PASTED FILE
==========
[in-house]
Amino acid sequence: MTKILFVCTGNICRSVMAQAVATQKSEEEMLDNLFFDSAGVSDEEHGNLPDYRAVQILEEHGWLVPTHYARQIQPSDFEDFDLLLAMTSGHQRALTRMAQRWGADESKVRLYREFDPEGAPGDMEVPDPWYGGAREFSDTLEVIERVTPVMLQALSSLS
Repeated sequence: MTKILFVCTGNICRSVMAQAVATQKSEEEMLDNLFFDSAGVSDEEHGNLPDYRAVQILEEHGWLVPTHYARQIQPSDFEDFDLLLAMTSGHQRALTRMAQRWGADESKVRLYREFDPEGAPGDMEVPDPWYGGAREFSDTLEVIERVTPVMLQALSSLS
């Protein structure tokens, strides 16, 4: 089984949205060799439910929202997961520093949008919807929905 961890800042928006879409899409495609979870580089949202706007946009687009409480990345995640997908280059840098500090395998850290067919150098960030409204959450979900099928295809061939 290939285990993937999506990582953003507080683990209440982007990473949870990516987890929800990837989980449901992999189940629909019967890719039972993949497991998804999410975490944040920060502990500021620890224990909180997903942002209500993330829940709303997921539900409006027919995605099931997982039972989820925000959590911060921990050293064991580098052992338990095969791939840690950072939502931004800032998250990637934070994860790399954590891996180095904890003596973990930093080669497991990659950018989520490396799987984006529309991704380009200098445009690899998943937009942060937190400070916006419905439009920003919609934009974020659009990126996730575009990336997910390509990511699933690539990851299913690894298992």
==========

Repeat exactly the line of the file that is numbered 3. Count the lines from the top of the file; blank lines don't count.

Repeated sequence: MTKILFVCTGNICRSVMAQAVATQKSEEEMLDNLFFDSAGVSDEEHGNLPDYRAVQILEEHGWLVPTHYARQIQPSDFEDFDLLLAMTSGHQRALTRMAQRWGADESKVRLYREFDPEGAPGDMEVPDPWYGGAREFSDTLEVIERVTPVMLQALSSLS